Investments in Family Planning and Education Drive Labor Productivity
In 2013 the African Union (AU) launched a 50-year development blueprint, Agenda 2063, which rallies AU member states around a vision to transform the continent into a global powerhouse. Agenda 2063 specifically aims to achieve prosperity based on inclusive economic growth (focused on ending poverty and inequalities of income and opportunity) and sustainable development. To achieve this vision, member states will face multifaceted challenges to strengthen economic competitiveness and accelerate inclusive growth, including increasing economic productivity. Since the 2007-2009 global financial crisis, many countries around the world—including those in sub-Saharan Africa (SSA)—have experienced low or stagnant growth in productivity. According to the World Economic Forum’s 2019 Global Competitiveness Report, weaknesses in the health and skills (human capital) of a county’s population are a primary cause of anemic economic performance around the world, including in SSA.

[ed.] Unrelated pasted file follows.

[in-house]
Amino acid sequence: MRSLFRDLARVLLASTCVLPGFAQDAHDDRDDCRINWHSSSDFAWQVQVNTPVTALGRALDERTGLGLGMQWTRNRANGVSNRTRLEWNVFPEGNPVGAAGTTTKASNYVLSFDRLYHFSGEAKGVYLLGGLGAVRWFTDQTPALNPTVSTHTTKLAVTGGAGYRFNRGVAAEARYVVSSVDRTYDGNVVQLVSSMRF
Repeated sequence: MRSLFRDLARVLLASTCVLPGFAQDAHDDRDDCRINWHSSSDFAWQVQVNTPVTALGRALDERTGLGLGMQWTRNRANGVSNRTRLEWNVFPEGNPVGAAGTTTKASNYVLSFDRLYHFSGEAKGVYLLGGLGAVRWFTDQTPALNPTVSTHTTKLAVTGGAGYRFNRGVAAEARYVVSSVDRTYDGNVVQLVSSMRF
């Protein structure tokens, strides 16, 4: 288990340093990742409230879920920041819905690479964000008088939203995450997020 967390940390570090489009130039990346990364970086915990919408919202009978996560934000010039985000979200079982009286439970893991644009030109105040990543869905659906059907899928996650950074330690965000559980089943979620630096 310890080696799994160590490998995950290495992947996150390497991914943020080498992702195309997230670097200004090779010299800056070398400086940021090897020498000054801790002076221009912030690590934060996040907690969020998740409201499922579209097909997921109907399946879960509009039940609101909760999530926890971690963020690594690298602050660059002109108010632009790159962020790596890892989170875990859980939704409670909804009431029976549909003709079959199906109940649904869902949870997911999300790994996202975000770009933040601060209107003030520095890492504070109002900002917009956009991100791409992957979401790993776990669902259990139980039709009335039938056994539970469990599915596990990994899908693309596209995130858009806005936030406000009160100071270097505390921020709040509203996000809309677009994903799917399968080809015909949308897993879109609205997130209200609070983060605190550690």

Of the factors that contribute to stronger economic productivity, the relationship between fertility decline and improved productivity remains under-researched. In this research brief, we aim to better understand the relationship between use of voluntary family planning, fertility decline, human capital development, and labor productivity. To assess the relationship between family planning, fertility decline, and labor productivity, we applied the Canning-Karra-Wilde (CKW) macrosimulation model in five countries in SSA: Ghana, Kenya, Nigeria, Uganda, and Zambia. We hypothesize that in economies with both a modern industrial sector and a traditional low-skill and subsistence sector, improvements in human capital set in motion by fertility decline would contribute to increases in labor productivity, particularly where higher returns to education exist (in other words, where economies better match education and job opportunities). Our findings show that under two scenarios, more rapid fertility decline may contribute to earlier increases in labor productivity compared to slower fertility decline. Moreover, among the five countries studied, those with higher rates of return to education—in other words, where available jobs reward higher levels of education—have the potential for even faster economic growth than those with lower returns to education, suggesting that investments in family planning and education are mutually reinforcing.
The CKW model elaborates the channels through which fertility decline affects the effective labor supply and economic growth. The CKW model estimates the total output and the size of the labor force under a baseline high fertility scenario compared to a low fertility scenario. Learn more about the methodology and findings in the policy brief, and download the CKW model output for all five countries through the link below.